Another way of thinking about the role of "making" in Judaism stems from the traditional idea of Midrash. Midrash comes from the Hebrew root doresh which means "to seek." Finding and making are two different and complimentary ways of seeking, of doing midrash. The finders task is analytical-- she scrutinizes, reviews, deciphers, and unpacks. The makers task is constructive-- building, innovating, and creating. The finder uses a microscope and the maker uses a telescope. The finder understands that interpretation is a never ending process. The maker understands that vision and novelty are the guarantors that the Jewish future is even more vibrant than the past.
          There's much more that could be said about makers and finders. We'll leave it here for now with the intent of returning to explore the dialectical relationship with fresh eyes sometime in the future.

Science Fiction Torah

"'Is it possible for me to understand?'

'Oh, yes. Many could understand it. What people do with understanding is a different matter.'

'Will you teach me what to do?'

'You already know.'"

-Frank Herbert, God Emperor of Dune

          As a side note I must recommend the first four books of the Dune series to anyone who is even remotely what one might call a "sci-fi" buff. Of course if you read any science fiction then you already know what I'm talking about. For the uninitiated, there's nothing quite like reading Dune. The fourth book, which is quoted above, has as its protagonist (possibly villian, I'm not quite done reading it) none other than (a/the) God. I'm sitting here trying to think of any books besides Dune and the Bible for which this is the case. Forget science fiction, if you're interested in religion, theology, or philosophy it's a must read.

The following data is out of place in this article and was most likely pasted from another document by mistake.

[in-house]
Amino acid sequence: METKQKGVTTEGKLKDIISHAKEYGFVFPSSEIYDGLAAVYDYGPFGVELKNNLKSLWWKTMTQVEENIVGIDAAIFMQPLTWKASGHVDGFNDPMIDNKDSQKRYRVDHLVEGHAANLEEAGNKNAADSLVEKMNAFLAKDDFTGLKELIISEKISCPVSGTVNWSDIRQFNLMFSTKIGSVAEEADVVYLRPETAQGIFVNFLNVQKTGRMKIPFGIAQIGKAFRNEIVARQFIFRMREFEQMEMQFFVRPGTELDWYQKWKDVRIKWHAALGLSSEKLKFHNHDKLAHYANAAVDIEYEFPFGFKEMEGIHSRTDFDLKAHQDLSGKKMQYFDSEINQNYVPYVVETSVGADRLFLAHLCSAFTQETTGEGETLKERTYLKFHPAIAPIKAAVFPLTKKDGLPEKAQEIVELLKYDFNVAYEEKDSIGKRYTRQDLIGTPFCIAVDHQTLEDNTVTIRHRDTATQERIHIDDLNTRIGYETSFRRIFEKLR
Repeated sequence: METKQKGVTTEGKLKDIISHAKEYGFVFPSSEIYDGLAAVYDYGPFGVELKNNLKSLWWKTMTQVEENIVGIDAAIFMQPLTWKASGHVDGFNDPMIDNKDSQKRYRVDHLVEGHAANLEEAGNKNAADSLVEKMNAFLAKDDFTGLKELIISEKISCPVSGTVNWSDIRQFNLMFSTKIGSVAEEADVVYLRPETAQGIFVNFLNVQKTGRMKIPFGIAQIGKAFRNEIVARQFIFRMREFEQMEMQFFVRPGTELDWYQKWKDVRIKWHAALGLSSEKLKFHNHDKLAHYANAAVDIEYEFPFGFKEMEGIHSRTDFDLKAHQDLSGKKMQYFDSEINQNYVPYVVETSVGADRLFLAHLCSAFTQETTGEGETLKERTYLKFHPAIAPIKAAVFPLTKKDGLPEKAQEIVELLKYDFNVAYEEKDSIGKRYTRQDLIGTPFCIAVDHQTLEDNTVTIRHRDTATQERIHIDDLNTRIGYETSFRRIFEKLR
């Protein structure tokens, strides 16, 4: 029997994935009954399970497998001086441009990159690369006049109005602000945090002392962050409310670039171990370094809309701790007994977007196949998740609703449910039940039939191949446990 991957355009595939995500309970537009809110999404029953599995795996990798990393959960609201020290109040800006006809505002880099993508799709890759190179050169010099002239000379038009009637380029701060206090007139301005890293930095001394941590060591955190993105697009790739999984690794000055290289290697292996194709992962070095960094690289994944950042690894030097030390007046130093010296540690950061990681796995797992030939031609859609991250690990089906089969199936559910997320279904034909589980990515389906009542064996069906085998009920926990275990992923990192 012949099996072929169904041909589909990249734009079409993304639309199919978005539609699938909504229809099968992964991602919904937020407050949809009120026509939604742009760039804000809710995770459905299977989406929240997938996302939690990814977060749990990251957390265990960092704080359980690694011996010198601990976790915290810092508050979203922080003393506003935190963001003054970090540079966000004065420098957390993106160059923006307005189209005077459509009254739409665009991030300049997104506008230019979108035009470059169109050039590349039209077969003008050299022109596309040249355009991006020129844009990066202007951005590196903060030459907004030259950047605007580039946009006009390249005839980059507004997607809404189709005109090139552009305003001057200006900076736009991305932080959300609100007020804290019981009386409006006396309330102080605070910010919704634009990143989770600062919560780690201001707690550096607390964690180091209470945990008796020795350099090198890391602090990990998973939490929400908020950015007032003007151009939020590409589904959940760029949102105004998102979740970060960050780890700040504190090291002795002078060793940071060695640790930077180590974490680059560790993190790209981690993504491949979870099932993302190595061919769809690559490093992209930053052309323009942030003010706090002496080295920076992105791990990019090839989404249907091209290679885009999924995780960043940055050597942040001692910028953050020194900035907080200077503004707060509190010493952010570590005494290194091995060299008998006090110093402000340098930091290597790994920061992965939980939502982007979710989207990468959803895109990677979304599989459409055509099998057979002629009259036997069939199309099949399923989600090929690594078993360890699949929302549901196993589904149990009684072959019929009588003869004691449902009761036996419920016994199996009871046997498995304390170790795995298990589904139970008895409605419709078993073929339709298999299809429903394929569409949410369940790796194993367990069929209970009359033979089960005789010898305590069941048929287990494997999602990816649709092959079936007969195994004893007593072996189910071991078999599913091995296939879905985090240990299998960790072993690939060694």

I'm not going to bother trying to contextualize the passage from the book. Instead, I want to appropriate it, as it's a useful frame for thinking about education in general and Jewish education in particular. 

        1. "Is it possible for me to understand?" The last thing I want to do is strip Judaism of its nuances, complexities, paradoxes, and mystery. At the same time, more of us need to embrace the Deuteronomic concept of lo bashamayim hee (lit: "it is not in heavens..."). Judaism is a here and now faith. It's a religion of "whatcha gonna do next." It's a "what are you waiting for" way of living each day. Judaism is all about empowerment. There's no limit to how much you can learn or how masterful your command of tradition can be-- and that's empowering. At the same time, there's a lot you can do with even the slightest motivation-- this too is empowering. And while there's a lot of levels of understanding it is emphatically, undeniably, 100% possible to understand. 

        2. "What people do with understanding is a different matter." The Hebrew word for understanding is havanah. The Hebrew word for intention is cavanah.  While these words sound the same, and are transliterated into English using many of the same letters beware-- they are in fact different concepts. Havanah and canavah are not always mutually reinforcing concepts. There are many things that many people understand. However our actions are more less likely to be driven by our havanah than our cavanah. Understanding is critically important, especially given our unique nature as rational beings. But cavanah will always play a more fundamental role in determining how we live each moment. As Jews we are committed to havanah and cavanah. Let us pray for the wisdom to unite these two ways of knowing so that we may live lives of purposeful conduct.